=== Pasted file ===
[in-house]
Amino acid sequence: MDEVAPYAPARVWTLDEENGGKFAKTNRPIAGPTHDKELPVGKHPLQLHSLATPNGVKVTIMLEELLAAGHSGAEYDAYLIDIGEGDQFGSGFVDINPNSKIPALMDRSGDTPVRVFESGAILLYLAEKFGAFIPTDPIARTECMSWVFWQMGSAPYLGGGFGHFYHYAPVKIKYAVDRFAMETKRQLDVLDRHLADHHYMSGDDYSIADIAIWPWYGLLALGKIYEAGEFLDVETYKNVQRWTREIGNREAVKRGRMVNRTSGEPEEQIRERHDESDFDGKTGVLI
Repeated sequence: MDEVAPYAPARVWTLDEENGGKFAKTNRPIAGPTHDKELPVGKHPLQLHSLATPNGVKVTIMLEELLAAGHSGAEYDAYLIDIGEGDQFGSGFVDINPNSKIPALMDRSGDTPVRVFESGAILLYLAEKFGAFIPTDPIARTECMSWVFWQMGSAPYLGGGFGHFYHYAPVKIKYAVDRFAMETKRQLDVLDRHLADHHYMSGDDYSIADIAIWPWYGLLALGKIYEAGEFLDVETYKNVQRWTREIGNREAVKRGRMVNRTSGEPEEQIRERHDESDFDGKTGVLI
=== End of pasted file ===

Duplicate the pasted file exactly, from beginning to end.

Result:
[in-house]
Amino acid sequence: MDEVAPYAPARVWTLDEENGGKFAKTNRPIAGPTHDKELPVGKHPLQLHSLATPNGVKVTIMLEELLAAGHSGAEYDAYLIDIGEGDQFGSGFVDINPNSKIPALMDRSGDTPVRVFESGAILLYLAEKFGAFIPTDPIARTECMSWVFWQMGSAPYLGGGFGHFYHYAPVKIKYAVDRFAMETKRQLDVLDRHLADHHYMSGDDYSIADIAIWPWYGLLALGKIYEAGEFLDVETYKNVQRWTREIGNREAVKRGRMVNRTSGEPEEQIRERHDESDFDGKTGVLI
Repeated sequence: MDEVAPYAPARVWTLDEENGGKFAKTNRPIAGPTHDKELPVGKHPLQLHSLATPNGVKVTIMLEELLAAGHSGAEYDAYLIDIGEGDQFGSGFVDINPNSKIPALMDRSGDTPVRVFESGAILLYLAEKFGAFIPTDPIARTECMSWVFWQMGSAPYLGGGFGHFYHYAPVKIKYAVDRFAMETKRQLDVLDRHLADHHYMSGDDYSIADIAIWPWYGLLALGKIYEAGEFLDVETYKNVQRWTREIGNREAVKRGRMVNRTSGEPEEQIRERHDESDFDGKTGVLI